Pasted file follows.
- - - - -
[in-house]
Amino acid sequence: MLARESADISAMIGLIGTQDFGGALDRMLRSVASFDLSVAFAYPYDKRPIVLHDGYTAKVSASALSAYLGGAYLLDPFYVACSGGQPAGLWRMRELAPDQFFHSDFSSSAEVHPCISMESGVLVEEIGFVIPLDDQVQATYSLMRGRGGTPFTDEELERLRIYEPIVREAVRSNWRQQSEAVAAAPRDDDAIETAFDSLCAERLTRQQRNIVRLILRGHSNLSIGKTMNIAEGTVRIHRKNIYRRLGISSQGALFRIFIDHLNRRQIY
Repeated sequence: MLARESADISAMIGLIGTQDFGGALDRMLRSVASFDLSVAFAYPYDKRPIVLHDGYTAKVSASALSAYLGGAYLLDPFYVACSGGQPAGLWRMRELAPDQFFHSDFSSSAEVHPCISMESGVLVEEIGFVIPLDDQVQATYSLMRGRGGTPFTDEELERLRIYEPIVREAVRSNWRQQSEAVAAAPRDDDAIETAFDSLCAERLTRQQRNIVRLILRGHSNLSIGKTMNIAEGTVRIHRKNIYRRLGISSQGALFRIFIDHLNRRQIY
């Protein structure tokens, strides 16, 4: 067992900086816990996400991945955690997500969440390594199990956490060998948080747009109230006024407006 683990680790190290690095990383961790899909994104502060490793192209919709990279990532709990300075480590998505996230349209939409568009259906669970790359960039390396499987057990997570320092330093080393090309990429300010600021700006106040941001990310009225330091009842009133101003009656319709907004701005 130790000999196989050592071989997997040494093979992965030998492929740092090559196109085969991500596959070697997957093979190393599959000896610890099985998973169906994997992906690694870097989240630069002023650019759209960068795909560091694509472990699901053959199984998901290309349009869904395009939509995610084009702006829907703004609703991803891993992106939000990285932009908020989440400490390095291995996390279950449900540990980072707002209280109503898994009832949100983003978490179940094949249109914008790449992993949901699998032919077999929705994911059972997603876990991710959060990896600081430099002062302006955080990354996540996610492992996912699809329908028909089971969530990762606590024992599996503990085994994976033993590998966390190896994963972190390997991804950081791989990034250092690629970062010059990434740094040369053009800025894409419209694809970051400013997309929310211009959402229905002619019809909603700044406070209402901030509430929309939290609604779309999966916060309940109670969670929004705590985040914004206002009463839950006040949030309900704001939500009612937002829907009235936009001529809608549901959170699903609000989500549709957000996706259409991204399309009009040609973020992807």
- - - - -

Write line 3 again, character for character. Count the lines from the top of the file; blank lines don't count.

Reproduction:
Repeated sequence: MLARESADISAMIGLIGTQDFGGALDRMLRSVASFDLSVAFAYPYDKRPIVLHDGYTAKVSASALSAYLGGAYLLDPFYVACSGGQPAGLWRMRELAPDQFFHSDFSSSAEVHPCISMESGVLVEEIGFVIPLDDQVQATYSLMRGRGGTPFTDEELERLRIYEPIVREAVRSNWRQQSEAVAAAPRDDDAIETAFDSLCAERLTRQQRNIVRLILRGHSNLSIGKTMNIAEGTVRIHRKNIYRRLGISSQGALFRIFIDHLNRRQIY